Creating a Masterpiece: Testing and Learning

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You could assemble a team and create a game with amazing art, animation, sound, gameplay and so forth; to actually take all that and balance everything into an enjoyable and interesting game? Well that’s a talent in itself. Every game needs someone to put it all together, someone to organize, balance, and direct the talent into making something truly inspiring. This is what the legends do; Todd Howard, Hideo Kojima, Shigeru Miyamoto. This is what I am trying to accomplish.

Doukutsu Monogatari, better known by its English name, Cave Story, is a freeware platform adventure video game released in 2004 for the PC. It was developed by Daisuke “Pixel” Amaya over five years, in his free time. He wrote tools to create levels, audio, and more just for Cave Story. Pixel created all the assets, gameplay, and design. Cave Story really does it well, and is one of my inspirations for programming and design in general. Between the aesthetic, tight responsive gameplay, and overall quality, this game made by one person in his spare time is a very good game to say the least.

Now let’s get a bit technical. In order to make a good game, I’m going to be taking a look at what makes other games so good. We’ll start with Cave Story, as it isn’t very complex in its design. As seen in this video of Cave Story’s beta, as seen here, the game clearly uses a Tile Map based system. A very popular mechanic used throughout 2D games in the pre 3D/N64 era. This carries over into the final release, but features ramps and other variations in terrain to spice up the environments. This makes for easy and quick map creation, as well as reinforcing the retro aesthetic. Amaya did this probably by a simple 2D array packed into a 1D array. Just to save accessing time and memory. Mario Bros used this, as with many other popular platformers.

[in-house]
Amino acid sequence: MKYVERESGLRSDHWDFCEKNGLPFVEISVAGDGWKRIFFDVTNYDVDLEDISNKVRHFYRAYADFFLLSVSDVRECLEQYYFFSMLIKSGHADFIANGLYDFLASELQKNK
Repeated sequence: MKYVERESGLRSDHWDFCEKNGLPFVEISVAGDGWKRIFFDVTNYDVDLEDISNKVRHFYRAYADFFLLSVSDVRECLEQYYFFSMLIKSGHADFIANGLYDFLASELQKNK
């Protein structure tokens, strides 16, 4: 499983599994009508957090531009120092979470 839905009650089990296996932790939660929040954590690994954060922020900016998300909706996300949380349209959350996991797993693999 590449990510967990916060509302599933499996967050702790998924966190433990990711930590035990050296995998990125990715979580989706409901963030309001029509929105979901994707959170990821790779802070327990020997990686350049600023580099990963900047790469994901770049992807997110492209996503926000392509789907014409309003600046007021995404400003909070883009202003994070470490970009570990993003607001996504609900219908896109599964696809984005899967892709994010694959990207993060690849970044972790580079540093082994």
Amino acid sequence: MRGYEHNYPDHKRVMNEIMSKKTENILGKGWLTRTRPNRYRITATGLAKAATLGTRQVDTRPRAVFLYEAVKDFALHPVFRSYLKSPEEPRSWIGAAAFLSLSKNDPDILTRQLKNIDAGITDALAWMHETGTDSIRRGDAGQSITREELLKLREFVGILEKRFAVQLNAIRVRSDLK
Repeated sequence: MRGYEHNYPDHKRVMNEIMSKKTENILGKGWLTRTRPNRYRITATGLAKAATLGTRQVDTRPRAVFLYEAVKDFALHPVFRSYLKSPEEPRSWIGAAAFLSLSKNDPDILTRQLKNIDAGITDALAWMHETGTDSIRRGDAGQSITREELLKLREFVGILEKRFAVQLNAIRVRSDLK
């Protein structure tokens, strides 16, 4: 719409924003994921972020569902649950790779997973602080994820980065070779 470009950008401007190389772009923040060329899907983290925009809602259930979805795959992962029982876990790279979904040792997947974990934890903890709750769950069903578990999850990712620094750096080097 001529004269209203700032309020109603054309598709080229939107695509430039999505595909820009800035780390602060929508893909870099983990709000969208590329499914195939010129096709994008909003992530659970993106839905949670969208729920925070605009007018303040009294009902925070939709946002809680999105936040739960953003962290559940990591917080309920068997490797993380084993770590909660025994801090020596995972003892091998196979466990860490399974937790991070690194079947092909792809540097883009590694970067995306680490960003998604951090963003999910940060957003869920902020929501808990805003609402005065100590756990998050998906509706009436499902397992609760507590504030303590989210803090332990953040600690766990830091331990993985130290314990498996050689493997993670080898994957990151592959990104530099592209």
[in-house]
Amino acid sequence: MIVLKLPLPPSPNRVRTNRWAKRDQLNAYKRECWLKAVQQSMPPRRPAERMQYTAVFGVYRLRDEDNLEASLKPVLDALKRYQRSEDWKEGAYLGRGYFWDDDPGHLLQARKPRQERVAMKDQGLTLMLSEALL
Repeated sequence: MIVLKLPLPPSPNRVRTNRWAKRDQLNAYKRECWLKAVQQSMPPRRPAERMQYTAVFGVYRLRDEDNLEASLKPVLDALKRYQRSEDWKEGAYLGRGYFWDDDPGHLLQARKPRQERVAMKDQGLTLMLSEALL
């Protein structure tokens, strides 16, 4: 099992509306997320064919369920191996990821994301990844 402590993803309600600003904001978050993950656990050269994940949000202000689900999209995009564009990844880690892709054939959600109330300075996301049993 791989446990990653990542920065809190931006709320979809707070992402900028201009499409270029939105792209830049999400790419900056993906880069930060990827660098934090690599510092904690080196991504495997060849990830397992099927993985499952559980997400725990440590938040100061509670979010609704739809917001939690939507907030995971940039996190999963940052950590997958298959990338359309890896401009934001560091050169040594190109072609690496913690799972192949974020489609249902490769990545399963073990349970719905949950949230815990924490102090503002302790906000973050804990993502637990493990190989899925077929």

Another mechanic in Cave Story is the physics. This is seen throughout the jumping, particles, enemies and other objects effected by it. Person over on the Cave Story forums has done some in depth research on the topic and I will be referencing this post Cave Story purposely creates floaty jump mechanics to reinforce other aspects of the gameplay. This is done through both the player character and the Camera itself. The Camera in Cave Story has both a Camera Position and a Target Position. It then Focuses on to the player using this block of code here:
CamPosX += (*FocusX - 0x14000 - CamPosX) / FocusSpeed;
CamPosY += (*FocusY - 0xF000 - CamPosY) / FocusSpeed;

This takes the Camera Position and with a slight delay moves it towards the target position, getting slower based off how close the camera is. And if the focus speed was one, then the target position would always be in the center.

As for the Player’s movement itself, Pixel uses very simple code that just adds the velocity to the player’s current velocity and then updates the player in the game world based off of its current velocity. Amaya utilizes if statements to make sure no maximum velocities are exceeded. Even though all of the characters movement code is very simple, it feels very fun and floaty making the game more enjoyable. And the gravity part of the physics is just this:
if !jump_key_pressed || (current_velocity_y < 0) current_velocity_y -= Gravity
What do we take away from this? Using simple code, you can make tight responsive controls, and fun gameplay that will cater to all types of gamers. Because sometimes you have to stop and ask, Is what I’m about to add going to make the game more fun or more realistic. But hey, it all depends on what your game is trying to accomplish. Thanks for reading.

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